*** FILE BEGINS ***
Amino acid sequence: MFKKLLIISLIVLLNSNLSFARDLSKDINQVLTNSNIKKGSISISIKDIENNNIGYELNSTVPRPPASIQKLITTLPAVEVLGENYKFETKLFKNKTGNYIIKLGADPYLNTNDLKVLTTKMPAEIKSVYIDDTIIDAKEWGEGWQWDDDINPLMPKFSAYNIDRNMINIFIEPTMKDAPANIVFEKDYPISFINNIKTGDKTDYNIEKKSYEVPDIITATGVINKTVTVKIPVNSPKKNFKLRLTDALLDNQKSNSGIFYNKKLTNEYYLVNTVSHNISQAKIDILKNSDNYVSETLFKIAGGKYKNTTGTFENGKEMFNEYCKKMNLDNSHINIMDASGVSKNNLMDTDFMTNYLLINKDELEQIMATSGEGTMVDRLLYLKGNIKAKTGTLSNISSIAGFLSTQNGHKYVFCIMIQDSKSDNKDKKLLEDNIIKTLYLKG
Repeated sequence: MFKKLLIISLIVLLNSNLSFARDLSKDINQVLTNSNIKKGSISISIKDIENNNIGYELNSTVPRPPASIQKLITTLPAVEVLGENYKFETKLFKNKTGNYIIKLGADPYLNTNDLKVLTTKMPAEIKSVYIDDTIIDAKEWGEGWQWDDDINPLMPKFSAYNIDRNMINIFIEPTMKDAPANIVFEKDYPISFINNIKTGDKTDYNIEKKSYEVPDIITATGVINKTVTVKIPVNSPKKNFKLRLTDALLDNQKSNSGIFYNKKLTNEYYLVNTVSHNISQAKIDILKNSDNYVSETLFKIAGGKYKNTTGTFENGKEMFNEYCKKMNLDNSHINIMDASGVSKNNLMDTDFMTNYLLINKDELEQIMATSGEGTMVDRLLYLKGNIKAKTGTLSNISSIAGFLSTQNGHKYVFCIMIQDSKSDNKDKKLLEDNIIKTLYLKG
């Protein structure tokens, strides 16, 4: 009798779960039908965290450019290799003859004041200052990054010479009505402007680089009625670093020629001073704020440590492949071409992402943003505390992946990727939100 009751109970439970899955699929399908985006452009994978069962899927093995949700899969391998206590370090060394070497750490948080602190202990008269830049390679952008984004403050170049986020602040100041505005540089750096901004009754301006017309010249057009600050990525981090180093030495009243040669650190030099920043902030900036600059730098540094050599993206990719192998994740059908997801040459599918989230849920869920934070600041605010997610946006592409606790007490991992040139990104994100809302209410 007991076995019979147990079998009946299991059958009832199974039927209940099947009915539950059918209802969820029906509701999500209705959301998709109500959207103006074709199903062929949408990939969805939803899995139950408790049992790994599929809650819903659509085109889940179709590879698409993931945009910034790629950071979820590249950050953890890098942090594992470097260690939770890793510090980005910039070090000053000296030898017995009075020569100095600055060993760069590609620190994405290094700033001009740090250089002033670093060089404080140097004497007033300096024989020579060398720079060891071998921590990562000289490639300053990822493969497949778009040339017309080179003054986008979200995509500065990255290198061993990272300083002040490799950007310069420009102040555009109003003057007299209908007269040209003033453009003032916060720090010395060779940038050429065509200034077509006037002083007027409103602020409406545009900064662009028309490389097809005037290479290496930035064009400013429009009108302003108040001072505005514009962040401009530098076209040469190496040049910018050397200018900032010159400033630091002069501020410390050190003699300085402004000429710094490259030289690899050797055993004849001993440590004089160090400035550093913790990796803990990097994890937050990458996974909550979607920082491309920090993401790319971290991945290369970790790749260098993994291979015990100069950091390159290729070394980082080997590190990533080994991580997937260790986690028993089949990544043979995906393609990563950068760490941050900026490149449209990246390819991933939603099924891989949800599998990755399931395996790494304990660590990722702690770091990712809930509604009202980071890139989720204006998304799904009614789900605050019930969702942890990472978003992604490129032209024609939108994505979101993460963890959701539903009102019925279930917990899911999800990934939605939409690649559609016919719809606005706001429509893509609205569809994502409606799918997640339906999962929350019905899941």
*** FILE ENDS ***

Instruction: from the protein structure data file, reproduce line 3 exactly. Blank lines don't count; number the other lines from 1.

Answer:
């Protein structure tokens, strides 16, 4: 009798779960039908965290450019290799003859004041200052990054010479009505402007680089009625670093020629001073704020440590492949071409992402943003505390992946990727939100 009751109970439970899955699929399908985006452009994978069962899927093995949700899969391998206590370090060394070497750490948080602190202990008269830049390679952008984004403050170049986020602040100041505005540089750096901004009754301006017309010249057009600050990525981090180093030495009243040669650190030099920043902030900036600059730098540094050599993206990719192998994740059908997801040459599918989230849920869920934070600041605010997610946006592409606790007490991992040139990104994100809302209410 007991076995019979147990079998009946299991059958009832199974039927209940099947009915539950059918209802969820029906509701999500209705959301998709109500959207103006074709199903062929949408990939969805939803899995139950408790049992790994599929809650819903659509085109889940179709590879698409993931945009910034790629950071979820590249950050953890890098942090594992470097260690939770890793510090980005910039070090000053000296030898017995009075020569100095600055060993760069590609620190994405290094700033001009740090250089002033670093060089404080140097004497007033300096024989020579060398720079060891071998921590990562000289490639300053990822493969497949778009040339017309080179003054986008979200995509500065990255290198061993990272300083002040490799950007310069420009102040555009109003003057007299209908007269040209003033453009003032916060720090010395060779940038050429065509200034077509006037002083007027409103602020409406545009900064662009028309490389097809005037290479290496930035064009400013429009009108302003108040001072505005514009962040401009530098076209040469190496040049910018050397200018900032010159400033630091002069501020410390050190003699300085402004000429710094490259030289690899050797055993004849001993440590004089160090400035550093913790990796803990990097994890937050990458996974909550979607920082491309920090993401790319971290991945290369970790790749260098993994291979015990100069950091390159290729070394980082080997590190990533080994991580997937260790986690028993089949990544043979995906393609990563950068760490941050900026490149449209990246390819991933939603099924891989949800599998990755399931395996790494304990660590990722702690770091990712809930509604009202980071890139989720204006998304799904009614789900605050019930969702942890990472978003992604490129032209024609939108994505979101993460963890959701539903009102019925279930917990899911999800990934939605939409690649559609016919719809606005706001429509893509609205569809994502409606799918997640339906999962929350019905899941």